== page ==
Chapter

The Materiality of Shakespeare's Letters

Stewart Alan

in Shakespeare's Letters

Published in print November 2008 | ISBN: 9780199549276
Published online October 2011 | e-ISBN: 9780191701504 | DOI: http://dx.doi.org/10.1093/acprof:oso/9780199549276.003.0002
The Materiality of Shakespeare's Letters

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The raw materials of letter-writing in the early modern world were multiple and specific; their effective use took time, skill, and labour. While a handful of other playwrights did put letter-writing on stage, generally to comic effect, William Shakespeare chose not to, or at least not in a literal sense. This chapter argues that Shakespeare instead embues his plays with the language and experience of the material letter-writing process — what one might call the grammar of early modern letter-writing — and turns it into something richly theatrical. For Shakespeare's Jack Cade, parchment is still the skin of a lamb while wax comes from a bee, and contains the bee's sting. Elsewhere, pens are goose quills, ink is gall. The raw materials of writing possessed vivid associations for their early modern users, in part no doubt because they often prepared them themselves.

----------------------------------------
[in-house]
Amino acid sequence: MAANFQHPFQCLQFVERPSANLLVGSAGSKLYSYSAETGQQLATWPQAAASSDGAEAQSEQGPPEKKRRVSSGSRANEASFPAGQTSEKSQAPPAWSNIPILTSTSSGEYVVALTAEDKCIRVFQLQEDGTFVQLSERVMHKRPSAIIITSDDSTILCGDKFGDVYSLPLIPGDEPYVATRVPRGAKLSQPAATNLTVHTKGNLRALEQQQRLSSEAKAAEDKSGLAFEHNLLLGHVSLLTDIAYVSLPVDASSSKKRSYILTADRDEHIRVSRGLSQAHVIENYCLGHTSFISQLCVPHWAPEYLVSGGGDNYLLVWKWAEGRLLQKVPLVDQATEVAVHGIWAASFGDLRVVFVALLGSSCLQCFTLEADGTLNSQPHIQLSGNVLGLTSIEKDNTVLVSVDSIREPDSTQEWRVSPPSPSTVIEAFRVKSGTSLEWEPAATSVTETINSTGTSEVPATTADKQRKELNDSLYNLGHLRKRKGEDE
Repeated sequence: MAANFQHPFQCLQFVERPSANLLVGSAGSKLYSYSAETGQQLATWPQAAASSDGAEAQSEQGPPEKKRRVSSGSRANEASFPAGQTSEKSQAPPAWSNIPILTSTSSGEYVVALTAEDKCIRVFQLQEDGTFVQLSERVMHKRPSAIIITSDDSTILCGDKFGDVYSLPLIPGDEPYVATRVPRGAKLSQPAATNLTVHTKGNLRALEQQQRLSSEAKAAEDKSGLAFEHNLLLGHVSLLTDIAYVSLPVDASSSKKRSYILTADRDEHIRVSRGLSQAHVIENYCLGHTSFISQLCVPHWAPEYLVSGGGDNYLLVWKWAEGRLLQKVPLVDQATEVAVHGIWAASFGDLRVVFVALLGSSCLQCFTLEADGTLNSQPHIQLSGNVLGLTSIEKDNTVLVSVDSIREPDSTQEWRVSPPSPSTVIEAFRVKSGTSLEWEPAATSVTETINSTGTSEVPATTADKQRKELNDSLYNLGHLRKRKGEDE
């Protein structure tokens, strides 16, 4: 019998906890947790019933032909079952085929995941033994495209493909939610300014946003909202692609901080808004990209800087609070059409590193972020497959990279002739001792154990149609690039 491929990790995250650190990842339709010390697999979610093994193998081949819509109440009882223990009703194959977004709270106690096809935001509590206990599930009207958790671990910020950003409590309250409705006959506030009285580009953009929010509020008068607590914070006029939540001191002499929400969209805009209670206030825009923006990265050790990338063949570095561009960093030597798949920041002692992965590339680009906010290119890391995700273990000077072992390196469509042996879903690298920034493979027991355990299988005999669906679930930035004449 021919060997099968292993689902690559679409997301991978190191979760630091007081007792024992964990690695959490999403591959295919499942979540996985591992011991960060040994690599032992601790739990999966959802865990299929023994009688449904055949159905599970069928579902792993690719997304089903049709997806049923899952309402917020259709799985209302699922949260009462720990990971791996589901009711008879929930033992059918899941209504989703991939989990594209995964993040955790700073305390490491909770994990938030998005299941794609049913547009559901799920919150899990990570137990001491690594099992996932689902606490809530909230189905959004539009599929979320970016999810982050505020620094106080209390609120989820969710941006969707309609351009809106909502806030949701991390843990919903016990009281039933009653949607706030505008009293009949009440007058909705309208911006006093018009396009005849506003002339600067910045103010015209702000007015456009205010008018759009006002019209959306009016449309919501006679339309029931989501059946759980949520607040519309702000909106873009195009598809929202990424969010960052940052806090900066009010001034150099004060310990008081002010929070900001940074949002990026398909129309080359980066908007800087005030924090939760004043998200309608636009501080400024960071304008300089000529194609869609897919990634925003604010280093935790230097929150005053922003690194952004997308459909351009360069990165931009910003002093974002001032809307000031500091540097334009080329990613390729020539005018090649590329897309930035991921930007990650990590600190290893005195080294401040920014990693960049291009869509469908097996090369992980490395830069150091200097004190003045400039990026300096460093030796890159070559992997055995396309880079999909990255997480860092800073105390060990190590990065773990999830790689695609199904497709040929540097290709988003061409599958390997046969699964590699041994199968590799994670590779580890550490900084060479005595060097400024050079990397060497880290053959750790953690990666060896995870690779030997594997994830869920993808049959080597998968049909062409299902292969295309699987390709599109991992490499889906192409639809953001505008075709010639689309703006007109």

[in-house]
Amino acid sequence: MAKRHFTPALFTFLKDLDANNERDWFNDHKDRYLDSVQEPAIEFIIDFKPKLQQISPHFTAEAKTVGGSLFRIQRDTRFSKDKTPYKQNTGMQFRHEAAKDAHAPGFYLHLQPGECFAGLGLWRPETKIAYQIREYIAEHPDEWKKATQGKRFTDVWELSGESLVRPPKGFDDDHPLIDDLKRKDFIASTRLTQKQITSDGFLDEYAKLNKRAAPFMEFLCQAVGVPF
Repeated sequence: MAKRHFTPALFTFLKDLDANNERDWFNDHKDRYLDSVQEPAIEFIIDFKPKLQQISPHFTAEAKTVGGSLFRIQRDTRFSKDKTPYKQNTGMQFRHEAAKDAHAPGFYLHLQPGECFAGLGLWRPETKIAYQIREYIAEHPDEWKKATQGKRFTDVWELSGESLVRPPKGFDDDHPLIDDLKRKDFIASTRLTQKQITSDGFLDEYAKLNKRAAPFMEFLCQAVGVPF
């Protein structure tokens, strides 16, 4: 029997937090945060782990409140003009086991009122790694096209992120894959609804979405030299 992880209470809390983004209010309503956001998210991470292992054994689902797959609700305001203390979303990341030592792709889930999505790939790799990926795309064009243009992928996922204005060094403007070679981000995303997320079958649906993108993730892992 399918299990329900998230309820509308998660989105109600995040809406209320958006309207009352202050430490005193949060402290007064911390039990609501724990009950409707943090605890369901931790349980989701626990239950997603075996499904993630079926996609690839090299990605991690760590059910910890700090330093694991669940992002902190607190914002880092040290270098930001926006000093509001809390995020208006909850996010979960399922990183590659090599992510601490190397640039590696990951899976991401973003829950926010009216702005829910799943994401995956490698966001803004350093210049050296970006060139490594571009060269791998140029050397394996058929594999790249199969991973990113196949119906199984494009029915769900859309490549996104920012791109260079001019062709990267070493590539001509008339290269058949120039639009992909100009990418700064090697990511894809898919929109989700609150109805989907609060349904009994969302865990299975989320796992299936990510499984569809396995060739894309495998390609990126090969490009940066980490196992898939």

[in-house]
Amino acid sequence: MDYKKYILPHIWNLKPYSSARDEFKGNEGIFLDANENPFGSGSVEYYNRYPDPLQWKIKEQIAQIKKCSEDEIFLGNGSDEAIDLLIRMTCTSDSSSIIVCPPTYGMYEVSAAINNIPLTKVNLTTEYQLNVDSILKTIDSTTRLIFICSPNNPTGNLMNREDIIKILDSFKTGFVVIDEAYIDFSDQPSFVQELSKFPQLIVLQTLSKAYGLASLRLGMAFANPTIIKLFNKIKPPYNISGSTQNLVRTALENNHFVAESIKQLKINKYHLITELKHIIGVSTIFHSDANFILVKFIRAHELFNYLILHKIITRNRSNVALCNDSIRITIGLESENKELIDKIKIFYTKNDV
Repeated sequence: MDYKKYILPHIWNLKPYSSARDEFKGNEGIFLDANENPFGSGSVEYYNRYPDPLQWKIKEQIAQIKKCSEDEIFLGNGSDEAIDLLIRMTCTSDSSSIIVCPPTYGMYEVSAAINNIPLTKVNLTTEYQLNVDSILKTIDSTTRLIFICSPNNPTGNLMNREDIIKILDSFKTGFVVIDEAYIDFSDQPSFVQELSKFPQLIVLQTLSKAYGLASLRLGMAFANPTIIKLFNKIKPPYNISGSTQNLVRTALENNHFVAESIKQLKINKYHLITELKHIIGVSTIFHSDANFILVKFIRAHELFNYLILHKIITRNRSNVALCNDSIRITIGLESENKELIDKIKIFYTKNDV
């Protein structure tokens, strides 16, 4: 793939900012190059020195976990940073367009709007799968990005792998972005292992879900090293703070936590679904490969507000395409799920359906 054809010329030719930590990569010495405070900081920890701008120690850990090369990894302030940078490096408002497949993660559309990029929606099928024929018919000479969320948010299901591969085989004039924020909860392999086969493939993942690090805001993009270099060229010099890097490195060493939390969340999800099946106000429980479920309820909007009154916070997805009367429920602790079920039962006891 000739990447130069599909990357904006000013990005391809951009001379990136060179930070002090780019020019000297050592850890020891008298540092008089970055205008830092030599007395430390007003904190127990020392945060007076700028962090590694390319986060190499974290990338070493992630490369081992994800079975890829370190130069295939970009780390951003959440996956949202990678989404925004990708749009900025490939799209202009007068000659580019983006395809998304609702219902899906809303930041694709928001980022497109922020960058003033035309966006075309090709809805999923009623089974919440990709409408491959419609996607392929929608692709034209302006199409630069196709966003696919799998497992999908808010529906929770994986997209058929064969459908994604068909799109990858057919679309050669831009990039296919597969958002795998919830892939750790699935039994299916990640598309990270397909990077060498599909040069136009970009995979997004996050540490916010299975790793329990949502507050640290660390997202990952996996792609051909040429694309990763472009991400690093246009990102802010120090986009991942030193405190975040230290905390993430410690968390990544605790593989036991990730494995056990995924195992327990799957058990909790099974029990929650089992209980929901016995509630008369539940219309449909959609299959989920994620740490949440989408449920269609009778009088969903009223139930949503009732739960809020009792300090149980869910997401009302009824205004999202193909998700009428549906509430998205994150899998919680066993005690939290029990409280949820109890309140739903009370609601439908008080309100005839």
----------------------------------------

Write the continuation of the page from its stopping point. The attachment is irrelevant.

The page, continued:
Keywords: raw materials; letter-writing; William Shakespeare; plays; Jack Cade; parchment; wax; pens; ink

Chapter.  12485 words. 

Subjects: Shakespeare Studies and Criticism

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